PM Christopher Luxon walks back comments by Police Minister about timeframe to recruit 500 officers


Prime Minister Christopher Luxon is walking back comments made by the Police Minister about the timeframe it would take to recruit 500 extra officers.

On Tuesday, Mark Mitchell told the House the government would deliver 500 additional police officers over the term of this government, which is three years.

Yet, the government's coalition agreement with New Zealand First says the parties will deliver on that commitment within the first two years.

Luxon told Morning Report the minister mis-spoke.

"Mark could have expressed himself better. What he was talking to was some of the significant challenges police are certainly facing with respect to recruitment," Luxon said.

"But we're an ambitious government, we know it's hard, we know it's tough, we know it's challenging, but we're sticking with 500 police officers in two years."

He said he had not been a party to any discussions the target be moved to three years.

After Mitchell's remarks in Parliament, there had been discussions last night both with the minister and New Zealand First on the policy, Luxon said.

Asked if Mitchell would need to correct the record in Parliament, Luxon said it would be something that the government would "work through this [Wednesday] morning".

It was important that despite the challenges posed by the target the government stuck to it in order to restore law and order for the country, he said. It was also part of the coalition agreement and would not be changed.

New Zealand First leader, Winston Peters, told Morning Report the parties' chiefs of staff spoke overnight and were now reiterating their commitment to train 500 new police officers in the next two years.

"We are trying to get our heads around what we were not told coming into this last election about the true state of affairs and the level of attrition and attraction of our police force to the Australian recruitment service.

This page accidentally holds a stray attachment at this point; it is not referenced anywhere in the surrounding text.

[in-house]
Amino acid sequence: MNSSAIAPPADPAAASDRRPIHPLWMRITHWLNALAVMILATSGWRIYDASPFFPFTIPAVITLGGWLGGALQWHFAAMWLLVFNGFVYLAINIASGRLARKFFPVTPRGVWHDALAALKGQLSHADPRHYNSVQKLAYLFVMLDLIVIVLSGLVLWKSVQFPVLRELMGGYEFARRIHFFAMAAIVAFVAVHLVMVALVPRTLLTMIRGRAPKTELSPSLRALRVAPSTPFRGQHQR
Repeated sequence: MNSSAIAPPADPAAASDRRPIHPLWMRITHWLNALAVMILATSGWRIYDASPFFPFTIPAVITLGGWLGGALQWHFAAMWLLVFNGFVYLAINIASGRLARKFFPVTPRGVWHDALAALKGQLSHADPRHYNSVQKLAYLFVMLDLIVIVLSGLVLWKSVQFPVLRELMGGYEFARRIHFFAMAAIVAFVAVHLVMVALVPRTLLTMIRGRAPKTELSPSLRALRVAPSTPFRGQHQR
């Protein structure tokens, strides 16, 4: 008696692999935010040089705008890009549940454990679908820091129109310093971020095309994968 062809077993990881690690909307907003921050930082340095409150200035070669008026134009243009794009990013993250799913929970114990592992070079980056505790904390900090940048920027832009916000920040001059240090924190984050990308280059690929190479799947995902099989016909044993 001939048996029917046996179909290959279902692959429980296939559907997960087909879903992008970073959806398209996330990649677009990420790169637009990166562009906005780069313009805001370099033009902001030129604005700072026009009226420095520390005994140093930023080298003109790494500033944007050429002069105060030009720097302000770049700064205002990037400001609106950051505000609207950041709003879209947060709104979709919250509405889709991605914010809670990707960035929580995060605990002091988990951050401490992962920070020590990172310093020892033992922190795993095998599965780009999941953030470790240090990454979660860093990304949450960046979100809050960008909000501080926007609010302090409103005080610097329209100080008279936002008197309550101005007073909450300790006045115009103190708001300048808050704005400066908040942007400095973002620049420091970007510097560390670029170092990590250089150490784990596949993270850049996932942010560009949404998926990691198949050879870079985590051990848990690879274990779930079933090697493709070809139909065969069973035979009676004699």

"So we've got a problem here, but we're not giving up on it at all," he said.

"Our plan is to deliver on what we promised."

Police Minister Mark Mitchell.
Police Minister Mark Mitchell. Photo credit: AM

Mitchell's comments in Parliament

Earlier, RNZ had reported that the coalition agreement between National and New Zealand First said the parties would "commit to training no fewer than 500 new frontline police within the first two years" and this now seemed to have changed.

However, under questioning in Parliament on Tuesday, Mitchell pushed out the timeline.

"The government's policy is to deliver 500 additional police officers over the term of this government, which is three years," he said.

Labour's police spokesperson Ginny Andersen then accused the government of backtracking on one of its coalition promises.

"National's coalition agreement with New Zealand First promises 500 new frontline police within two years, and today Mark Mitchell has walked away from that. That's a concern for all those other promises that are outlined in the coalition agreement," she told RNZ.

Mitchell denied it was a walk-back, saying he had received advice in his Briefing to the Incoming Minister that there were issues around recruiting.

"We discovered that it was difficult to fill existing recruit wings, that the Australians are here recruiting our police officers, and that we've got lots of senior police officers that are coming up to retirement," he told Parliament.